Somehow we ended up on a small road out of Pula and after about 10km or so we drove into the town of Vodnjan (Dignano in Italian). Inside the 18th-century Church of St Blaise (sveti Blaž) are the ‘mummies’ of centuries-old saints, whose bodies mysteriously failed to decompose, are considered to have magical powers. It’s a mummy bonanza. There are 6 complete mummified corpses stacked in boxes like display items in a department store. But that’s not all. Nearby are hundreds of mummified parts of other great Saints, like the heel of Santa Barbara, and the preserved tongue of Saint Mary of Egypt, a prostitute who after visiting the grave of Christ, repented her life, using the same tongue to convert so many others.
For those looking for the truly famous, there is the torso of the 3rd century St Sebastian, without the arrows in his chest, but complete with the leathered remains of arteries and veins, looking like a mixture of polished wood and molded leather.
St. Leon Bembo died in 1188 but when he was exhumed a hundred years later he was still in pretty good condition. The same condition he’s in today.
St. Ivan John Olini died in 1300 after he cured thousands from a plague. Even after he died people were cured of diseased just from sitting on his grave.
Saint Nicolosa Bursa died in 1512, on April 24th, the day she predicted she would die. When they opened her grave supposedly a pleasant odor came out of the tomb. Making the story even more incredible, supposedly she was left in the open air for 163 yrs and still didn’t decompose. Her mummy is considered the best preserved corpse in Europe. Bioenergy healers have proved that the body of Nicolosa Bursa emits a 32-meter bioenergy circle. It is also said that there have been 50 miraculous healings in the body’s close proximity.
As they will tell you, this is one powerful room of magical mummies.
All of these treasures were scooped up by an artist named Gaetano Gresler and stored away in a safe house when Napoleon came into Venice and Croatia. In 1818, he brought them to this little church of St Blaise and they’ve been here ever since. We just found it very odd that none of the larger (more famous) churches or cathedrals would have petitioned for the relocation of these miraculous relics to more pilgrim friendly locations.
Heading back north we stopped in Rovinj (pronounced Roveen). It was a fortress island city built under Venice rule but by the time the Habsburgs took it in the 1700’s they connected the island to the mainland for easier access. These days its hard to tell if it every was an island. It’s another beautiful small city with winding streets and lots of arts and crafts shops, souvenirs and cafes by the water. It has the look and feel of Venice, Prague and a ton of other small beautiful cities we’re been to along the way.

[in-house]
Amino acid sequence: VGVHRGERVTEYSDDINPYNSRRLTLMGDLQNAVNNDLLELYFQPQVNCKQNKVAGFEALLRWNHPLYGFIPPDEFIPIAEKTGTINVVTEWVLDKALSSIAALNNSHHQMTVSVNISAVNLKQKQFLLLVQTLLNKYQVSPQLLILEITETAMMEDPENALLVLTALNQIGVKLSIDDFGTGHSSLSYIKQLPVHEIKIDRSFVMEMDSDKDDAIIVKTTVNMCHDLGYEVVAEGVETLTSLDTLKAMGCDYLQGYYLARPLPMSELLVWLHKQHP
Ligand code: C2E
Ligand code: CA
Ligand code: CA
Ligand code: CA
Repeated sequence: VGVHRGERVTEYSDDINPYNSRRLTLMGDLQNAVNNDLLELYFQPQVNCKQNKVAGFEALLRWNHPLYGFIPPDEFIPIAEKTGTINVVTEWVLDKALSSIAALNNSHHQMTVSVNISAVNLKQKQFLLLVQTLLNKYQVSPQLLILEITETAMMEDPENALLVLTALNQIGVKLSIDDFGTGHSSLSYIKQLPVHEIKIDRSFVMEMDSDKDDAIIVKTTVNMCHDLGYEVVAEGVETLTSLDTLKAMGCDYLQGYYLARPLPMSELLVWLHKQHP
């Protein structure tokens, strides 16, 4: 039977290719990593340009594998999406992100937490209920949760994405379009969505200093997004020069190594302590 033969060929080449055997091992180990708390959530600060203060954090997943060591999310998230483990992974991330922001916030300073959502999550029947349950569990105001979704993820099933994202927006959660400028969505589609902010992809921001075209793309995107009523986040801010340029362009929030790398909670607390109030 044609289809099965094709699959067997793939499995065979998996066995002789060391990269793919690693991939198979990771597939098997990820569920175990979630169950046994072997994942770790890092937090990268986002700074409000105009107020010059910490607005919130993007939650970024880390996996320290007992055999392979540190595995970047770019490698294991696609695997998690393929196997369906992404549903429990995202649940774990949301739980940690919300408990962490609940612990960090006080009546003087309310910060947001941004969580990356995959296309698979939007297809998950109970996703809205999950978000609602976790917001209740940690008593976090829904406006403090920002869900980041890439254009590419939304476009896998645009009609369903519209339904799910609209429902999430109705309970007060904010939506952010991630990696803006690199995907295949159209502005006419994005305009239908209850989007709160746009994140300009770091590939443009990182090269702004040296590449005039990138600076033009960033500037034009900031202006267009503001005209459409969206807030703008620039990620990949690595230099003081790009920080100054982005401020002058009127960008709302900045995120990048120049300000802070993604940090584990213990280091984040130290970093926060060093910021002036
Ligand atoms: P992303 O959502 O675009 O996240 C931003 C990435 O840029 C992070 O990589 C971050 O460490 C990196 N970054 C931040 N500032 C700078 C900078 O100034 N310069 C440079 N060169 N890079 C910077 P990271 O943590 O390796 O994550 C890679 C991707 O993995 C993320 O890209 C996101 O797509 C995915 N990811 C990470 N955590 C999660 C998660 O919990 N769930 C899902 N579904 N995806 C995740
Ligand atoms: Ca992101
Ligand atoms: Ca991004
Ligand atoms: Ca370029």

The main square Trg Marsala Tita (named after Marshall Tito) is the spot to watch people and watch the harbor. Its also where most of the thousands for tourists congregate.
After a walk up the very slippery marble steps of the old streets is the Baroque Church of St Euphemia. According to Christian lore, Euphemia (the patron saint of Rovinj) was thrown to the lions in Constantinople in 304 for denouncing the pagan gods of Emperor Diocletian. Fast forward 500 years later to July 13, 800 when the stone sarcophagus of Euphemia mysteriously washed up on Rovinj’s shore and was hauled up to the land by a small boy and a team of oxen. Euphemia (and the sarcophagus) are now interred inside the cathedral. You really have to admire the great lengths that the church pushed the leap of faith. The could have just gone 40 km down to the road to Vodjan and grabbed a magic mummy.
Porec is on the westside of the heart shaped Istrian Peninsula. Opatija on the eastside. Inland Istria is truffle country and in late September thousands of truffle hunters with thousands of truffle hunting dogs invade the woods. In 1999, a man named Giancarlo Zigante and his dog Diana rooted out a 1.3kg (about 2 ¾ pound) truffle. It’s still regarded as the largest in the world. Zigante now calls himself the truffle king with a slew of Zigante Truffle restaurants around the world.
Opatija was one of the grand resorts of the old Austrian Riviera, founded as a holiday resort by the railroad entrepreneur Friedrich Julius Schuller in 1844. The resort was an immediate success and has been a magnet for tourists ever since. And why not. It’s a perfect location, mountains gently sloping into the sea, sheltered from the really nasty and cold “bura” winds that freeze the pants off of the rest of the Kvarner Region of the Istrian peninsula.
In the late 19th century, this was the place to see and be seen, especially after Emperor Franz Joseph started to vacation here. By the early 20th century Opatija was hosting the likes of the empress Elisabeth (Sissy) of Austria, Gustav Mahler , Anton Chekov, Isadora Duncan, Sigmund Freud, Giacomo Puccini, James Joyce and lots more.
There is still an air of old world resort charm, with lots of old Viennese Recession villas climbing up the hillside from the harbor. In the early 19th century Opatija was on par with Nice, Cannes and Biarritz as a health resort spa destination. On the night we arrived we saw many of the townsfolk dressing up in their favorite turn of the century costumes for Kaisernacht celebration, recalling those good old days when Opatija was under the thumb of the Austro Hungarian empire.
The big activity, as it has been for years, is to walk the Lungomare promenade, a 12km seaside stroll that was completed in 1889 as part of the spa and recuperation resort activities. It’s a meandering stroll past Hotels and cafes, restaurants and shops, through flowering parks and alongside sunbathers. There is no actual beach in the town. Some of the seaside cafes imported sand to make them seem more beachlike, but there is no local sand. It’s all rock. The seaside promenade has been paved with concrete and graceful steps carry you down into the Adriatic sea. It actually looks like a giant swimming pool with waves.
We had a great night, another upgraded room to a suite, a delicious meal of stuffed grilled calmari and in the morning we were off to Split to catch the Ferry to Korcula Island in Southern Dalmatia, very close to the Peljesac Peninsula, the heart of the Plavic Mali red wine district.